Never heard of Schloss Hohenfels in Coburg? You are excused, neither had I before doing some research for my latest castle adventure to the residential town of Saxe-Coburg and Gotha. And you would still be excused if you hadn't heard of it even if you have visited as well for the Schloss is located rather on the outskirts of the city and also today a school. Its origins are very royal though. In 1837, Duke Ernst Alexander of Württemberg, younger brother of Duchess Marie of Saxe-Coburg and Gotha, wife of Ernst II, commissioned architect Balthasar Harres, a student of Karl Friedrich Schinkel, to draw up plans for a residential palace for himself. After Harres left Coburg a year later, it was Vincenz Fischer-Birnbaum who finished the construction on the Classicist Schloss.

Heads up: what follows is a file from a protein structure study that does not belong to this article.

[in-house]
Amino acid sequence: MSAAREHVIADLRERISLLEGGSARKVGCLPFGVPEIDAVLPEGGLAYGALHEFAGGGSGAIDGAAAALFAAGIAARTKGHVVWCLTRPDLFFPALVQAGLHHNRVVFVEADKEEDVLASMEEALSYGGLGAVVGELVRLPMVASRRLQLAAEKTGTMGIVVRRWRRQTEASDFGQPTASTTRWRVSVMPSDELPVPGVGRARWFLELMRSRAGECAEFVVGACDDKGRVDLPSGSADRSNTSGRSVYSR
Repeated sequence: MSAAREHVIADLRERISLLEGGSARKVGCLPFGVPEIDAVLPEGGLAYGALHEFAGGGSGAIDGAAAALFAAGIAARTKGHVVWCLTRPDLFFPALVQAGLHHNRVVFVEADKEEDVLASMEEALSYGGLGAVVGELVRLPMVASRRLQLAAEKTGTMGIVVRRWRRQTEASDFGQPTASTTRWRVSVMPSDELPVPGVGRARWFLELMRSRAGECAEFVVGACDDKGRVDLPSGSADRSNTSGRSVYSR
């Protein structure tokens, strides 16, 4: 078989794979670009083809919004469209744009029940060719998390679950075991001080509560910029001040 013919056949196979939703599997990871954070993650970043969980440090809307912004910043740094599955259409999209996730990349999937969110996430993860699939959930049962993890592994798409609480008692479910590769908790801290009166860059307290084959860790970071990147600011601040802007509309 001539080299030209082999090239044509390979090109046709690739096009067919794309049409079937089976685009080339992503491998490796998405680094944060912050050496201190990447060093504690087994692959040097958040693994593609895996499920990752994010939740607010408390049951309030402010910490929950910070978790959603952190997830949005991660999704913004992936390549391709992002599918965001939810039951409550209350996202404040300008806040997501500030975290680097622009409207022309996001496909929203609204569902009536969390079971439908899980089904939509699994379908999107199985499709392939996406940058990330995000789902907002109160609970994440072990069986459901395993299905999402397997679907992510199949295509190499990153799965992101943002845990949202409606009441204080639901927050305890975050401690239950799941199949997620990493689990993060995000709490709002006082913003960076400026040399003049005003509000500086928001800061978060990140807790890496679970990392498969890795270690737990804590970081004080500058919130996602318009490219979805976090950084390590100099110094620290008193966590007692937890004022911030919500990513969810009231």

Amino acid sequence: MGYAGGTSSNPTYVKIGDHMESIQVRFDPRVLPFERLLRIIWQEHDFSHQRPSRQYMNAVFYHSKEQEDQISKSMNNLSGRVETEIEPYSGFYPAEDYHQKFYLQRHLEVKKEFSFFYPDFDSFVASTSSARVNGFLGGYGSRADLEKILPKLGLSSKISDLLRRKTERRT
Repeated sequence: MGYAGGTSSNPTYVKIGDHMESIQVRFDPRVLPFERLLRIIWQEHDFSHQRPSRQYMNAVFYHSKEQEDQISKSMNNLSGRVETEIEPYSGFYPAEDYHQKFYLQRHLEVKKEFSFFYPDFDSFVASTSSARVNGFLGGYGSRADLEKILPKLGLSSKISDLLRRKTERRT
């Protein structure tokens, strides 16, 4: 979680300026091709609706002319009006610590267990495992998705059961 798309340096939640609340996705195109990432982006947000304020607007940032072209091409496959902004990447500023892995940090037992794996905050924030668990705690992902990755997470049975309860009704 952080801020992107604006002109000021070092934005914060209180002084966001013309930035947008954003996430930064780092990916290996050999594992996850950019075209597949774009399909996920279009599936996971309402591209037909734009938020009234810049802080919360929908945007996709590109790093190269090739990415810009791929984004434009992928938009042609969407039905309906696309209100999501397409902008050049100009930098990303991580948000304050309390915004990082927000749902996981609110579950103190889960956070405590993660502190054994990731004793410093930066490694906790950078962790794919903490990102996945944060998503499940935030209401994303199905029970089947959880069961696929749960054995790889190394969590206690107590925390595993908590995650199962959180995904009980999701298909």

Duke Ernst Alexander later fell in love and married opera singer Natalie Eschborn a.k.a. Frassini a.k.a. Baroness of Grünhof. His brother-in-law Duke Ernst II had persuaded her to come and sing in Coburg and Ernst Alexander apparently liked more than just her voice. The couple made Coburg their primary home and their only daughter was also born here. At the time the castle and surrounding park were known as Ernsthöhe. After Ernst Alexander's death in 1868, Natalie continued to live at the Schloss for another 22 years when she moved to Berlin. In 1893, their daughter Alexandra sold the castle to industrialist Julius Heinzel who would later be ennobled as Baron Heinzel of Hohenfels - thus also giving Schloss Hohenfels its current name. He sold the castle in 1918 to another private owner until it came into the hands of the municipality in 1932. While it was used by the Nazis for the following one and a half decades, a school for physical and occupational therapy was opened there in the 1950's and continues to use Schloss Hohenfels to this day.